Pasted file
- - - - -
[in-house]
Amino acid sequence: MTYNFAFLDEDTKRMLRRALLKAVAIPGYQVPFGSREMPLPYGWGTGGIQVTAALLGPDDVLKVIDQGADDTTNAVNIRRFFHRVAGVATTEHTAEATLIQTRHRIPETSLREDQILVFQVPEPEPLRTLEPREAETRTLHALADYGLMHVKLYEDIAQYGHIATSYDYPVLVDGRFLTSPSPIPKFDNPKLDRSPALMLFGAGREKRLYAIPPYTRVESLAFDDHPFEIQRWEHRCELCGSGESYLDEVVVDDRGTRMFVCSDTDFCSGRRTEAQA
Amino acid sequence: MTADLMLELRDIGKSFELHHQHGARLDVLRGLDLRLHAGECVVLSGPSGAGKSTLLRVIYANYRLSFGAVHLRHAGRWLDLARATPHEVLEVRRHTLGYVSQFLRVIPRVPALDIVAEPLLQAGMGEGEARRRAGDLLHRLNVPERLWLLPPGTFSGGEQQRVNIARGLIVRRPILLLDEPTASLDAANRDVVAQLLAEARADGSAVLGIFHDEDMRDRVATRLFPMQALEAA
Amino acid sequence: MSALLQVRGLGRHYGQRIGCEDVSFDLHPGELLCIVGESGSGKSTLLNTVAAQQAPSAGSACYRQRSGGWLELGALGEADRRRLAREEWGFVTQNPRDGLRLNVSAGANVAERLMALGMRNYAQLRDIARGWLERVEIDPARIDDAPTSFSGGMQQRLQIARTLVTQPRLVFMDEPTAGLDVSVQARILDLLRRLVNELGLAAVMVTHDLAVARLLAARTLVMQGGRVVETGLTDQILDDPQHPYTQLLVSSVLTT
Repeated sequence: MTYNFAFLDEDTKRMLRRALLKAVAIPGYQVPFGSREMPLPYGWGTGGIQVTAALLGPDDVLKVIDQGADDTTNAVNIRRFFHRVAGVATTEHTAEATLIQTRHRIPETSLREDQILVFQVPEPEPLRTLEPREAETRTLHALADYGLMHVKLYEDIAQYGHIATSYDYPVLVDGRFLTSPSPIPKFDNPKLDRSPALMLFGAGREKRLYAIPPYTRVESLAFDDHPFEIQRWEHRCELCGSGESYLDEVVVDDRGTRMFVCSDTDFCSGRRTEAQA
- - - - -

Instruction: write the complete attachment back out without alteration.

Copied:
[in-house]
Amino acid sequence: MTYNFAFLDEDTKRMLRRALLKAVAIPGYQVPFGSREMPLPYGWGTGGIQVTAALLGPDDVLKVIDQGADDTTNAVNIRRFFHRVAGVATTEHTAEATLIQTRHRIPETSLREDQILVFQVPEPEPLRTLEPREAETRTLHALADYGLMHVKLYEDIAQYGHIATSYDYPVLVDGRFLTSPSPIPKFDNPKLDRSPALMLFGAGREKRLYAIPPYTRVESLAFDDHPFEIQRWEHRCELCGSGESYLDEVVVDDRGTRMFVCSDTDFCSGRRTEAQA
Amino acid sequence: MTADLMLELRDIGKSFELHHQHGARLDVLRGLDLRLHAGECVVLSGPSGAGKSTLLRVIYANYRLSFGAVHLRHAGRWLDLARATPHEVLEVRRHTLGYVSQFLRVIPRVPALDIVAEPLLQAGMGEGEARRRAGDLLHRLNVPERLWLLPPGTFSGGEQQRVNIARGLIVRRPILLLDEPTASLDAANRDVVAQLLAEARADGSAVLGIFHDEDMRDRVATRLFPMQALEAA
Amino acid sequence: MSALLQVRGLGRHYGQRIGCEDVSFDLHPGELLCIVGESGSGKSTLLNTVAAQQAPSAGSACYRQRSGGWLELGALGEADRRRLAREEWGFVTQNPRDGLRLNVSAGANVAERLMALGMRNYAQLRDIARGWLERVEIDPARIDDAPTSFSGGMQQRLQIARTLVTQPRLVFMDEPTAGLDVSVQARILDLLRRLVNELGLAAVMVTHDLAVARLLAARTLVMQGGRVVETGLTDQILDDPQHPYTQLLVSSVLTT
Repeated sequence: MTYNFAFLDEDTKRMLRRALLKAVAIPGYQVPFGSREMPLPYGWGTGGIQVTAALLGPDDVLKVIDQGADDTTNAVNIRRFFHRVAGVATTEHTAEATLIQTRHRIPETSLREDQILVFQVPEPEPLRTLEPREAETRTLHALADYGLMHVKLYEDIAQYGHIATSYDYPVLVDGRFLTSPSPIPKFDNPKLDRSPALMLFGAGREKRLYAIPPYTRVESLAFDDHPFEIQRWEHRCELCGSGESYLDEVVVDDRGTRMFVCSDTDFCSGRRTEAQA